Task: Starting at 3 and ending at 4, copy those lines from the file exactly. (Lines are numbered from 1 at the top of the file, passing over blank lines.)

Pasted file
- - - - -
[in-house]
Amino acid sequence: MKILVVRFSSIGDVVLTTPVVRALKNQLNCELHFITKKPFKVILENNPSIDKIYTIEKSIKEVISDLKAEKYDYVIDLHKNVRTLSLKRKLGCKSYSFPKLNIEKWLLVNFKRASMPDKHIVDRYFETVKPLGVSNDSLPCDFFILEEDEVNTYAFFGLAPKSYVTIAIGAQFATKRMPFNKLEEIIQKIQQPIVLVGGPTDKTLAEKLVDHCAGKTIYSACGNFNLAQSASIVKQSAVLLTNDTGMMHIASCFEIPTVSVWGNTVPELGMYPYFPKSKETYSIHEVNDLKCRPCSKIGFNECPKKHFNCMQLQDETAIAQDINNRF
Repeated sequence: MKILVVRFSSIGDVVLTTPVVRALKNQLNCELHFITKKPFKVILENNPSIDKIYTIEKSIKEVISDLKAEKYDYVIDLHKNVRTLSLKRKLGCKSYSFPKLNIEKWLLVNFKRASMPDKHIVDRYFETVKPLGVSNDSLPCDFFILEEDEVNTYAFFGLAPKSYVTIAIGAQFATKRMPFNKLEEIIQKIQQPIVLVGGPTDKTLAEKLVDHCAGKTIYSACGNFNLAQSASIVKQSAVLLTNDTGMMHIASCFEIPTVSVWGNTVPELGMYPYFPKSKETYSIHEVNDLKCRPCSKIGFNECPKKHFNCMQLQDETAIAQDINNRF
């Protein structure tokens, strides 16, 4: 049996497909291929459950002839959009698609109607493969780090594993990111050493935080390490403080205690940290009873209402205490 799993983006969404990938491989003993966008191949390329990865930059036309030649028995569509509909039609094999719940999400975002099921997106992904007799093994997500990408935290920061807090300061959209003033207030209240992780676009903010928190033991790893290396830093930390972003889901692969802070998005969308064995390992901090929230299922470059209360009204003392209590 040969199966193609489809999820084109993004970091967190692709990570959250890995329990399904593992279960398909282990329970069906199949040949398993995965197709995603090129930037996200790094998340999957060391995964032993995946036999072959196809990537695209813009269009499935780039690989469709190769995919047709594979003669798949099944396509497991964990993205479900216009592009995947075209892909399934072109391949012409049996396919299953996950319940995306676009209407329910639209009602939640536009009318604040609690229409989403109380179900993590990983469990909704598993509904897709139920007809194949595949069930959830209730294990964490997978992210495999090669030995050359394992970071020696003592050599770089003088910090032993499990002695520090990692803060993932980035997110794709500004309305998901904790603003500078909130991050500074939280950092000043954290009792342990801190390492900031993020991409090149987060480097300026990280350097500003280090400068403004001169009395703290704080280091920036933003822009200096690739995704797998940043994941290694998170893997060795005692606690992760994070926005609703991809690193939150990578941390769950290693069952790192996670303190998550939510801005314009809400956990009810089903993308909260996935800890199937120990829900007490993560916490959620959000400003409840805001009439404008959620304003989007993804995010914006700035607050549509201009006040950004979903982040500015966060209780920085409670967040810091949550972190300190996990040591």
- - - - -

Repeated sequence: MKILVVRFSSIGDVVLTTPVVRALKNQLNCELHFITKKPFKVILENNPSIDKIYTIEKSIKEVISDLKAEKYDYVIDLHKNVRTLSLKRKLGCKSYSFPKLNIEKWLLVNFKRASMPDKHIVDRYFETVKPLGVSNDSLPCDFFILEEDEVNTYAFFGLAPKSYVTIAIGAQFATKRMPFNKLEEIIQKIQQPIVLVGGPTDKTLAEKLVDHCAGKTIYSACGNFNLAQSASIVKQSAVLLTNDTGMMHIASCFEIPTVSVWGNTVPELGMYPYFPKSKETYSIHEVNDLKCRPCSKIGFNECPKKHFNCMQLQDETAIAQDINNRF
């Protein structure tokens, strides 16, 4: 049996497909291929459950002839959009698609109607493969780090594993990111050493935080390490403080205690940290009873209402205490 799993983006969404990938491989003993966008191949390329990865930059036309030649028995569509509909039609094999719940999400975002099921997106992904007799093994997500990408935290920061807090300061959209003033207030209240992780676009903010928190033991790893290396830093930390972003889901692969802070998005969308064995390992901090929230299922470059209360009204003392209590 040969199966193609489809999820084109993004970091967190692709990570959250890995329990399904593992279960398909282990329970069906199949040949398993995965197709995603090129930037996200790094998340999957060391995964032993995946036999072959196809990537695209813009269009499935780039690989469709190769995919047709594979003669798949099944396509497991964990993205479900216009592009995947075209892909399934072109391949012409049996396919299953996950319940995306676009209407329910639209009602939640536009009318604040609690229409989403109380179900993590990983469990909704598993509904897709139920007809194949595949069930959830209730294990964490997978992210495999090669030995050359394992970071020696003592050599770089003088910090032993499990002695520090990692803060993932980035997110794709500004309305998901904790603003500078909130991050500074939280950092000043954290009792342990801190390492900031993020991409090149987060480097300026990280350097500003280090400068403004001169009395703290704080280091920036933003822009200096690739995704797998940043994941290694998170893997060795005692606690992760994070926005609703991809690193939150990578941390769950290693069952790192996670303190998550939510801005314009809400956990009810089903993308909260996935800890199937120990829900007490993560916490959620959000400003409840805001009439404008959620304003989007993804995010914006700035607050549509201009006040950004979903982040500015966060209780920085409670967040810091949550972190300190996990040591």